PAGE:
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Stirling Prize revisited: Alsop looks back at Peckham Library

Tom Ravenscroft talks to Will Alsop about his Stirling Prize winning Peckham Library

As part of the AJ’s revisit to Peckham Library, Will Alsop gives his views on the building he designed 14 year’s ago.

How successful is Peckham Library?
The library gave Peckham an address. It forms an anchor to Peckham Rye, and  far more people know Peckham exists. There are a lot of interesting things happening there now, and certainly the library contributed to Peckham becoming an interesting place.

When we started they didn’t call it a library. They called it Peckham Mediatheque. I said, ‘That’s a word no one understands and you are only using it to sound modern’. We aimed the building to be somewhere between a library and a community space.

When we won, I didn’t know what we were going to do. All my best buildings have been like that. We spent a lot of time with locals and users to find out.

If you were to do the project now, what would you do differently?
I wish that we had created a small café on the roof or somewhere inside the building. It’s sad that there is nowhere to get a coffee or tea, as this goes with the act of looking and learning. The budget didn’t allow for a small theatre, which I thought was quite important.

The choice of standard library shelving was purely budgetary. I’d rather have had timber shelves.

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How do you answer criticisms of placing the library on the fourth floor?
What interested me was that on Peckham High Street, where the old library – a brightly painted Nissen hut – was, there was a row of shops on their last legs. If you had a clear view through the site, it would help those shops and perhaps encourage people to walk across in front of the building. Therefore I didn’t want the building to fill the site.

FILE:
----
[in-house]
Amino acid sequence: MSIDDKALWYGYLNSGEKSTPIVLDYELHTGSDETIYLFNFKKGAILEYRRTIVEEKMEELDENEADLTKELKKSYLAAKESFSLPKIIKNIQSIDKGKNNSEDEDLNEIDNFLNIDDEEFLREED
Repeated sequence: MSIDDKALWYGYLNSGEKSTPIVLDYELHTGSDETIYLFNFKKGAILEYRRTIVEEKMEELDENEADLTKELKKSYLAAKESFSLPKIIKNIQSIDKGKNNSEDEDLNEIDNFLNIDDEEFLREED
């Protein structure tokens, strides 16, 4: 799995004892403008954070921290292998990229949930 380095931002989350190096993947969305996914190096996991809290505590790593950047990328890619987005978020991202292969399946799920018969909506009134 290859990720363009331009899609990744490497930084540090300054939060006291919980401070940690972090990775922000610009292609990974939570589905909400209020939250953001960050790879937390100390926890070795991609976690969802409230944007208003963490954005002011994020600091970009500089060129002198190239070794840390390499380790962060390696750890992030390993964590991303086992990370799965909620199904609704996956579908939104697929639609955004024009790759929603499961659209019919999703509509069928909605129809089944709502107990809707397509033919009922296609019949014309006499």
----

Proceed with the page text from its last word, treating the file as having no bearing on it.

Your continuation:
People can also stand underneath the building while they are waiting for their bus. The space can be programmed for events where rain doesn’t really matter that much. Finally, a library is a cerebral zone where people can get lost in books. It should be a place where you are slightly apart from the world.

If you build a semi-decent building, it will not attract vandalism

What I didn’t know at the time, and it is a major thing, is that when you get to the fourth floor you can see St Paul’s and all of central London. For regeneration this is very important. People in Peckham could see that they were a part of inner London. It was something I learned from, and now find myself thinking about sightlines quite a lot.

The drop-in centre on the ground floor was another pull space, because we found that people would prefer to go to the library if they have a problem rather than the town hall, which is quite an imposing building.

Was vandalism a consideration in the design?
There was a lot of discussion about the glass coming down to the ground, but I have been vindicated if we have only lost three sheets in 12 years. If you build a semi-decent building, it will not attract that much vandalism. Badly built buildings that are cynical and horrible attract vandalism, normally commercial buildings.

Was the mesh designed to reduce vandalism?
I thought it would lighten the building. I saw it as a handkerchief that had been blown into an inverted L-shape. Of course I justified it by saying it would stop the clear glass getting smashed by vandals and they agreed. But no one ever asked, ‘What about the other side?’

Do you think the square works?
The idea was that there should be a market under the arch. They also built a funny little art spot [Peckham Space] very cheaply. If I was in charge of Southwark, I’d be saying to the people who run Frank’s Café [open during the summer on top of Peckham’s multistory car park], ‘I’ll give you the space, if you programme it’. It would be good.

How will the development of the site behind the library impact the building?
They did have a competition for the site, which I entered, for housing, a cinema and a comedy club. It amused me as we did quite a detailed design, and the planners were concerned that it may not be a good neighbour for the library.

They need to do the timber yard and the site next door so that the area becomes the northern destination in Peckham. I see it as unfinished work, really, which given the recession I can understand, but now it would be worth doing.

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